70 Pages

Electronic Journals in the Academic Law Library–Law Reviews and Beyond

WithMarguerite Most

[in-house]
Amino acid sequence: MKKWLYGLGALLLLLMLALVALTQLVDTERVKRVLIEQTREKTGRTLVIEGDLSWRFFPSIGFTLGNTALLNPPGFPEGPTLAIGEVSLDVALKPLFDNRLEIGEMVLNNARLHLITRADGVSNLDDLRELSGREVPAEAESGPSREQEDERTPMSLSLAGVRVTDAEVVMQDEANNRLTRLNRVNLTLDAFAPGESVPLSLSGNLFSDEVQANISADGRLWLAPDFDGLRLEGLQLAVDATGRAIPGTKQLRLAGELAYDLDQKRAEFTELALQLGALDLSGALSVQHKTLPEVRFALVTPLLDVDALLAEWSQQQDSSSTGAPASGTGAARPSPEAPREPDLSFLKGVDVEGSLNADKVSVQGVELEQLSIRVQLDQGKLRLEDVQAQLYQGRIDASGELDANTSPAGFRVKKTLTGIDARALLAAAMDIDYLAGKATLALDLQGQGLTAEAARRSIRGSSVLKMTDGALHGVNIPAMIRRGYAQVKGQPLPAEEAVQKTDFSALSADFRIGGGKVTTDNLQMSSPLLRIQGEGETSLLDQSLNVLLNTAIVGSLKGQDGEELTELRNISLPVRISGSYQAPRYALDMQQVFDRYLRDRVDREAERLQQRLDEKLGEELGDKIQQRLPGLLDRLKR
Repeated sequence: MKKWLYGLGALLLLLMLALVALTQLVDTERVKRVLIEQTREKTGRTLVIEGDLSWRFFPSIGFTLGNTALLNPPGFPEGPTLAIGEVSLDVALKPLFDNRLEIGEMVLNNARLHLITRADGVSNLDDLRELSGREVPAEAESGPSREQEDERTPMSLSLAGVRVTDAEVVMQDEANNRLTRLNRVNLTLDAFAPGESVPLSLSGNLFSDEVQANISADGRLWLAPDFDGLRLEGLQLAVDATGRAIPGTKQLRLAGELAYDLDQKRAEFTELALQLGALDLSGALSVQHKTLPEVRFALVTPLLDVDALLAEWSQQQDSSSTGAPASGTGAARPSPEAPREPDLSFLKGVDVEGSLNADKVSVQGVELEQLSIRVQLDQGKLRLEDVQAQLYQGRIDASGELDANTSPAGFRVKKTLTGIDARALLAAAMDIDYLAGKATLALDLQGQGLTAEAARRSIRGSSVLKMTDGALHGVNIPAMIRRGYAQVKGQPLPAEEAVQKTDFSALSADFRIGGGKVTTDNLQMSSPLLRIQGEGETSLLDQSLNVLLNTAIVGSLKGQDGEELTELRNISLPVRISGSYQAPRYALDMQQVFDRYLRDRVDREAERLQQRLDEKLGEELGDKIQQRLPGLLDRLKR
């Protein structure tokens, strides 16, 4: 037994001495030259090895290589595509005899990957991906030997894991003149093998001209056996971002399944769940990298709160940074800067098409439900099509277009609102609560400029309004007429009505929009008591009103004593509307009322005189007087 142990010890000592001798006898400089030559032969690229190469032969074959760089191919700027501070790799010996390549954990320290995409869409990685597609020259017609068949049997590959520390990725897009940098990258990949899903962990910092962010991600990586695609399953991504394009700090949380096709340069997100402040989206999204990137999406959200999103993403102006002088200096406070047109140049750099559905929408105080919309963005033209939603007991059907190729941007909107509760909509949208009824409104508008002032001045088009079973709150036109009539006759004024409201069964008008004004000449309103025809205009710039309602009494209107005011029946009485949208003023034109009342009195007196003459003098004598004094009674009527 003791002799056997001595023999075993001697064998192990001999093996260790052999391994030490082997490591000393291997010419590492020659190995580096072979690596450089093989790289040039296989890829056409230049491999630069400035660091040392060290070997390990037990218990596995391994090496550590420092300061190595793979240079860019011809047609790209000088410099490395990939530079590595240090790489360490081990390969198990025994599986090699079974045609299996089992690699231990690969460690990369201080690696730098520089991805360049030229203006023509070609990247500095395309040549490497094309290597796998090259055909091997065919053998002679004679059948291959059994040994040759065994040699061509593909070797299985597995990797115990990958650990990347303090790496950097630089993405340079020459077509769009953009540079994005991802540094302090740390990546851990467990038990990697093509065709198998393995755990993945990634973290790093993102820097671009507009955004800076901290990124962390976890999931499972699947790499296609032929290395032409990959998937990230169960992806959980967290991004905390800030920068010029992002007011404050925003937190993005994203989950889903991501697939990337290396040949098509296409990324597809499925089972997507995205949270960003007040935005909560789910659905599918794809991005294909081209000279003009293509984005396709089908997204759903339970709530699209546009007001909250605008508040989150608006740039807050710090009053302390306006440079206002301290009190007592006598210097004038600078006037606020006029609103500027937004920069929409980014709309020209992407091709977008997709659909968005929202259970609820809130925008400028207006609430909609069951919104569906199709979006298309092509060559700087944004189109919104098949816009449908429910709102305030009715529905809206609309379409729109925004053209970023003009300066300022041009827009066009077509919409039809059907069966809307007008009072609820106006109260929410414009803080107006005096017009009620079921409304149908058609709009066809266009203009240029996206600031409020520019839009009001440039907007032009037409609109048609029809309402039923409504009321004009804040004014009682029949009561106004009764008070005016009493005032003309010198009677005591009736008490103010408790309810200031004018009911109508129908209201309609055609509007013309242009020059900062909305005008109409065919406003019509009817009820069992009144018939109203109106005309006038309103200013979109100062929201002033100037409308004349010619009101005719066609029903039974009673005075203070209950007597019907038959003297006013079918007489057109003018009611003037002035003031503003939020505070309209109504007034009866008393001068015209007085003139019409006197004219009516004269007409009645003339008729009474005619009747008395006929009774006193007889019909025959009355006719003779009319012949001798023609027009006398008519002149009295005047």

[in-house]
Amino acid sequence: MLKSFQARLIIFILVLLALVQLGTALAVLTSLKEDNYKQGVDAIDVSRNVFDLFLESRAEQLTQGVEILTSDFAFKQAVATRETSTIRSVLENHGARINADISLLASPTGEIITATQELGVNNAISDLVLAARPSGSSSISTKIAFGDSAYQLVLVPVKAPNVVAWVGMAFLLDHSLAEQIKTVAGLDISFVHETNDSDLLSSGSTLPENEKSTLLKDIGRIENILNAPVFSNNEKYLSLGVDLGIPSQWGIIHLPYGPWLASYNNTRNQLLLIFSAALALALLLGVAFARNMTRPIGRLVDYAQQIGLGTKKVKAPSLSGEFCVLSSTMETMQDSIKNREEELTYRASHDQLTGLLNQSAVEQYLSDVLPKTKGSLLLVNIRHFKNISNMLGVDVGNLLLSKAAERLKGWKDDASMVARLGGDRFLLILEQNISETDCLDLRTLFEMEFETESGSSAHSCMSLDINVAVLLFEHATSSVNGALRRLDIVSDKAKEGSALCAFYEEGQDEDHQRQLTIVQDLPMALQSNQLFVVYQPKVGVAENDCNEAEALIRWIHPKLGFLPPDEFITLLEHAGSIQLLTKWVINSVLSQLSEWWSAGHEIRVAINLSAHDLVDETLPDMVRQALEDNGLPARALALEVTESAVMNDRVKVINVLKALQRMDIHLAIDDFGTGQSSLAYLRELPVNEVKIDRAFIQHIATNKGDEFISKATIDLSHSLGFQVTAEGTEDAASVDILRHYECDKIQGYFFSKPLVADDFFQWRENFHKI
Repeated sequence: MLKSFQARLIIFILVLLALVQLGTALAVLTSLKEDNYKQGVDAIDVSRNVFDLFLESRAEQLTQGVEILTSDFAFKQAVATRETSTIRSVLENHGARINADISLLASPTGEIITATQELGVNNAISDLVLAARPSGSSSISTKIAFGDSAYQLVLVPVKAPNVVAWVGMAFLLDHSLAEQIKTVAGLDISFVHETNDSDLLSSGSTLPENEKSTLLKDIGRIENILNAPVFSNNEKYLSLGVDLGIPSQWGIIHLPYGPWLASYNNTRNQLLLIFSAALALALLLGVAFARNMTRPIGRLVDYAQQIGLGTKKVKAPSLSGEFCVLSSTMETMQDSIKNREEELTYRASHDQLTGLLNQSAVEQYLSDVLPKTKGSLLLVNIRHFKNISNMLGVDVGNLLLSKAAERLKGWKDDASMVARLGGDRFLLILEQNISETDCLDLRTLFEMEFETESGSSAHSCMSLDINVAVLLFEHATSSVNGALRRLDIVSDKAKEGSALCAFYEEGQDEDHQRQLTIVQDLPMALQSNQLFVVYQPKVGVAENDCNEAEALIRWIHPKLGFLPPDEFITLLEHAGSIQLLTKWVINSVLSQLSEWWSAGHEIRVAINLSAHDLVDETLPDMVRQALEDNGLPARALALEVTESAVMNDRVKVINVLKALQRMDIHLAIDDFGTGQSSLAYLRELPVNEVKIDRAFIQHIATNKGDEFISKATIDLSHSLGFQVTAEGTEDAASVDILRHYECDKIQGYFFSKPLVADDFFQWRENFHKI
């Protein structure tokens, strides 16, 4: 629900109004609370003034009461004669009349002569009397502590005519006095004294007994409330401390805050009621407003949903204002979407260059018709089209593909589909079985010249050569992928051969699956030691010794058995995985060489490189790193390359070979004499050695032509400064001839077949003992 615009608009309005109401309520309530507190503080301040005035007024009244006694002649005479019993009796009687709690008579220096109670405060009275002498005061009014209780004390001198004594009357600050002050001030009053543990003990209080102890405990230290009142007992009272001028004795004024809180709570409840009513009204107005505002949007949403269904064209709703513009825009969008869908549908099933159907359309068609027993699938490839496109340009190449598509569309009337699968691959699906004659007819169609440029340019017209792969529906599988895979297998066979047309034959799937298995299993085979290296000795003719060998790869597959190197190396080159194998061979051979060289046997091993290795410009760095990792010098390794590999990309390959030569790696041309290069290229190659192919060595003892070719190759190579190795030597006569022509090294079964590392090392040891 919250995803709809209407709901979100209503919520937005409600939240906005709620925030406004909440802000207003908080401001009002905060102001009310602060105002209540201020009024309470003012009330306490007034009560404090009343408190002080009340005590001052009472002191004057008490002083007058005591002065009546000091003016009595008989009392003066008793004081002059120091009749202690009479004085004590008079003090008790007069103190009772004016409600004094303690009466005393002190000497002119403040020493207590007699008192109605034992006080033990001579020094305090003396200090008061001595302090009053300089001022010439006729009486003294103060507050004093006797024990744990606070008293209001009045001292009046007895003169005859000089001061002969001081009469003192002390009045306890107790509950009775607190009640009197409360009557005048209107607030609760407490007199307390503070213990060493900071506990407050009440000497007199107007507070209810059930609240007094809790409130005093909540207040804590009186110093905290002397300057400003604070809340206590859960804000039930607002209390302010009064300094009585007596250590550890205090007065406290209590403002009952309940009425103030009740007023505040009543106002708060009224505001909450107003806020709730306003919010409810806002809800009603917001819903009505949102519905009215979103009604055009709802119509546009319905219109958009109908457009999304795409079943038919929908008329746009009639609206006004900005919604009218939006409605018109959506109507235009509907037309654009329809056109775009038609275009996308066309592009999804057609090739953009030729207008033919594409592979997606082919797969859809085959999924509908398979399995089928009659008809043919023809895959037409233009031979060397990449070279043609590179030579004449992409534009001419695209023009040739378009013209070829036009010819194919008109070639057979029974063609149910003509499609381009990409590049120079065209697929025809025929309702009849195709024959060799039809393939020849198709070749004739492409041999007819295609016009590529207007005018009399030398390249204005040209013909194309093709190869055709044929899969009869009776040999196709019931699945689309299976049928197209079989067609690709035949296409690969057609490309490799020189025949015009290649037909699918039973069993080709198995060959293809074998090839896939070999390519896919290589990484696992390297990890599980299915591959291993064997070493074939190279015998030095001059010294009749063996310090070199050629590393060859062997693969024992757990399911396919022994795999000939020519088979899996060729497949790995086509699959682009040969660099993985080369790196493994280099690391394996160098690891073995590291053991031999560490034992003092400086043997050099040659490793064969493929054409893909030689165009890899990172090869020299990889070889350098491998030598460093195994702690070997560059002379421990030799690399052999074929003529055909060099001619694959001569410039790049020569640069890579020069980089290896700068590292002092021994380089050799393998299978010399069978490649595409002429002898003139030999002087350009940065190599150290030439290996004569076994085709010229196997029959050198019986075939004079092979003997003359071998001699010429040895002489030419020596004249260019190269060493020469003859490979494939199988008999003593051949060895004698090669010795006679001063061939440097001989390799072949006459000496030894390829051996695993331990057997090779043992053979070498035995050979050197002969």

SUMMARY. This article is an introduction to electronic journals in the academic law library and to the questions librarians face and must respond to as they provide timely access to legal scholarship in an increasingly electronic environment. Such factors as licensing, use statistics, reference linking, user education, and the preservation of digital formats are considered. Although law reviews are the main form of scholarly communication in law and are comparatively inexpensive, law faculty and students look beyond traditional law journals in their research, and law librarians buy journals beyond student-edited law reviews. The author considers how spiraling subscription costs and changing publication patterns in other disciplines have led to a “serials crisis,” and how that “serials crisis” has led to a “scholarly communication crisis.” In addition, new technology allows the rapid dissemination of information and in some disciplines has led to changes in electronic publishing, such as articles with navigational features, and to alternatives to the traditional journal format, such as preprint servers. She goes 190on to ask if the scholarly communication crisis and the responses to it in other disciplines have implications for legal scholarship and for the future of journals in the academic law library. [Article copies available for a fee from The Haworth Document Delivery Service: 1-800-HAWORTH. E-mail address: <[email protected]> Website: < > © 2002 by The Haworth Press, Inc. All rights reserved.]